This sad psychological fact has long been know to advertisers and politicians, who use industrial strength emotional and cognitive manipulation to implant in our minds the opinions they wish us to have. No-one is immune from this manipulation. The only real defence is knowledge, so at least we can be aware of how we are being controlled and directed for the benefit of others.
In The Persuaders, James Garvey takes us on a tour of what he has discovered about the persuasion industry. He’s a philosopher, but there’s plenty of scientific psychology in the book. Required reading for any psychologist interested in democracy and free will.
This article is a really nice short introduction to the work of one of the main critics of evolutionary psychology, Stephen Jay Gould. He was a biologist, disagreed with the “evolutionary agenda”, which seeks to explain most or all human behaviour in evolutionary terms. He regarded the extreme evolutionary position as overly deterministic. He did not dismiss evolutionary psychology, but instead regarded it as a partial explanation, along with environmental and cultural factors.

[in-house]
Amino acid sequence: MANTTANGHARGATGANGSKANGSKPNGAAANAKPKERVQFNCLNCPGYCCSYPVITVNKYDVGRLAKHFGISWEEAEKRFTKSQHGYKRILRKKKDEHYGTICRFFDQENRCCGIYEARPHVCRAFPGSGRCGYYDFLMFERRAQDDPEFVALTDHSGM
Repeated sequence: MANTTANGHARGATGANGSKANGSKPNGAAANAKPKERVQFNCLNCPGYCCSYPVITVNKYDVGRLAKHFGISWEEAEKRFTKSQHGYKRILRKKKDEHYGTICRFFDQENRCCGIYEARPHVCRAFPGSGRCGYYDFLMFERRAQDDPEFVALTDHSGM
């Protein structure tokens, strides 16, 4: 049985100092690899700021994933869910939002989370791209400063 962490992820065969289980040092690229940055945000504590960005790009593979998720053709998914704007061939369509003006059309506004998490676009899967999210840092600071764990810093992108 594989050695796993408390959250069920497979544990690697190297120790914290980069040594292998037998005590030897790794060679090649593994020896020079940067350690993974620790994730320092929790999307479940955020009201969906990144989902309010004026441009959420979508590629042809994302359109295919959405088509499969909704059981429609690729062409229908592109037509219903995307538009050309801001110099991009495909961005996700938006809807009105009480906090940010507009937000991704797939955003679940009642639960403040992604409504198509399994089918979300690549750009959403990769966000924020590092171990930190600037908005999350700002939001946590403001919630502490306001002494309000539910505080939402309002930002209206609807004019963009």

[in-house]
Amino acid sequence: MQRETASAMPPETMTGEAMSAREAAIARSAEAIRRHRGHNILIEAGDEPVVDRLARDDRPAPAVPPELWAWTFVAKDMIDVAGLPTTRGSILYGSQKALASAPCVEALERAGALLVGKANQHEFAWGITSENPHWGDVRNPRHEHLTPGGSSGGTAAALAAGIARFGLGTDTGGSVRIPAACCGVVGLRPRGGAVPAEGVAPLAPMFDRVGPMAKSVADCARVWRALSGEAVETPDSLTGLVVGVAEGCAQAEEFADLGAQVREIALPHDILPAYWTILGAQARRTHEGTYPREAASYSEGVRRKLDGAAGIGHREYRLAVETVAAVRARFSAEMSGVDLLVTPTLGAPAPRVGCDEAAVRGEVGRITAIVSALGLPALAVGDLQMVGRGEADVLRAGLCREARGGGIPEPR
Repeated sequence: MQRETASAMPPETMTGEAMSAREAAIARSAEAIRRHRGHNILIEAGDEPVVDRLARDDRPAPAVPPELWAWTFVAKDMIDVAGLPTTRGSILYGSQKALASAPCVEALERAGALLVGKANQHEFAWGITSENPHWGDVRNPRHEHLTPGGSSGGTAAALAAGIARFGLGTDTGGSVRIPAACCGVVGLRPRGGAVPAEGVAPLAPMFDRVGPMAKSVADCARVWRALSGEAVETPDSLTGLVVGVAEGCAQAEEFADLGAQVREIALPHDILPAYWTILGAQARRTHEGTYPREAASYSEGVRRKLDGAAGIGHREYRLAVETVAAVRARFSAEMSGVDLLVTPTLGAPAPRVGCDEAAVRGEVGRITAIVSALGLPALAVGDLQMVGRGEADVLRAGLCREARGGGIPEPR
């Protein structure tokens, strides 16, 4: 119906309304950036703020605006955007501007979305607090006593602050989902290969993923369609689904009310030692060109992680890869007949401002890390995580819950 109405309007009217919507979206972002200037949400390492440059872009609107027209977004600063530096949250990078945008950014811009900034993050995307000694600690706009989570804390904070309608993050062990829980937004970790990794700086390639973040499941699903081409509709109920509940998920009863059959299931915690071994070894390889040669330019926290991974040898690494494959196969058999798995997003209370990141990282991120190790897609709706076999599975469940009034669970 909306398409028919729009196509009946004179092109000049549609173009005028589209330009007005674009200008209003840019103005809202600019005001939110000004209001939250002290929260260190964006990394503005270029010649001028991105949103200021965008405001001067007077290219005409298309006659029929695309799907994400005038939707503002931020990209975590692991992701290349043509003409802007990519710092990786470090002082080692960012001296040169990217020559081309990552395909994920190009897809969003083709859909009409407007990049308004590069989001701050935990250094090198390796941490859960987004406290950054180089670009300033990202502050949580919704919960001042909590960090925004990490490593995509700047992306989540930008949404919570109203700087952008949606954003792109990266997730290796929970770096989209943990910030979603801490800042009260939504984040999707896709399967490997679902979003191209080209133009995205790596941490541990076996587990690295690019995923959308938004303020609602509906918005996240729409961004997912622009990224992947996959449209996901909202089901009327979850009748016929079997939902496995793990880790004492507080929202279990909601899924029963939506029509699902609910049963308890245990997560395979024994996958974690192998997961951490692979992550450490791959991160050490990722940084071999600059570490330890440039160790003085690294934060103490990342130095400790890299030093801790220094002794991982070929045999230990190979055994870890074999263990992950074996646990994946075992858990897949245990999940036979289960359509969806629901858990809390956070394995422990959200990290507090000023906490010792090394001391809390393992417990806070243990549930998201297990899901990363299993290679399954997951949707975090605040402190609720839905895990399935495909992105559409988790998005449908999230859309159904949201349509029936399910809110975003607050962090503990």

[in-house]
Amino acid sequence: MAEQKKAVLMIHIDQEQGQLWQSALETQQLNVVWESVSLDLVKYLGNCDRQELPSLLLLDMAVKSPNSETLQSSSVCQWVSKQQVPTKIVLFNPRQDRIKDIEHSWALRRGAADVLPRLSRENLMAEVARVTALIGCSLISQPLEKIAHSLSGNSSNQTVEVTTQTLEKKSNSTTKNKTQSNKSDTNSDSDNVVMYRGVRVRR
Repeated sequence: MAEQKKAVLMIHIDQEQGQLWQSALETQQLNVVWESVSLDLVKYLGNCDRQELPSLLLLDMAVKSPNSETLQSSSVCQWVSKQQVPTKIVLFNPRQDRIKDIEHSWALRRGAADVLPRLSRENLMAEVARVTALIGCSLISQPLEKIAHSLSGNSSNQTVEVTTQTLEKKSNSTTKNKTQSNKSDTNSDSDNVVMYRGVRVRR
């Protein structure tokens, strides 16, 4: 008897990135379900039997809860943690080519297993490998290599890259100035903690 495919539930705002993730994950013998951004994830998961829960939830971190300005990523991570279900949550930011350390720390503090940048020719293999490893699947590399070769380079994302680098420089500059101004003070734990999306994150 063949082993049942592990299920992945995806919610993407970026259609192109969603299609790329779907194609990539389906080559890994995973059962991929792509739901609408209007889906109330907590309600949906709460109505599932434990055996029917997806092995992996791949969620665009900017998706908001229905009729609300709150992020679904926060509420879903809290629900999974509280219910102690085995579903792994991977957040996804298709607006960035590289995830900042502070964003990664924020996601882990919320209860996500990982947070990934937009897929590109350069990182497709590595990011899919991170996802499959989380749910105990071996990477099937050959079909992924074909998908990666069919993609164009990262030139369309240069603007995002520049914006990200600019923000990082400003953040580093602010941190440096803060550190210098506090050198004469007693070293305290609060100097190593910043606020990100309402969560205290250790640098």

This article contains a nice introduction to Gould’s concept of the spandrel, which is something that you really need to know about if you are interested in philosophy or the psychology of religion.
This other articles in this book are less readable and less informative, but might be worth a look if you are interested.
“The task of evolutionary psychology… turns into a speculative search for reasons why a behaviour that may harm us now must once have originated for adaptive purposes.”
More Things in Heaven and Earth, in Alas, Poor Darwin ed Hilary Rose and Steven Rose.
Pandora Halfdanarson’s brother is fat. And he’s coming to stay. And cook.
To what extent is it ethical or desirable for her to intervene in his addiction to food?
And what is the underlying cause of the eating behaviour that is killing him?
This novel is a great read, and very thought-provoking. Especially given that Lionel Shriver’s real brother died from obesity-related heart attack shortly after she wrote this article in the Guardian.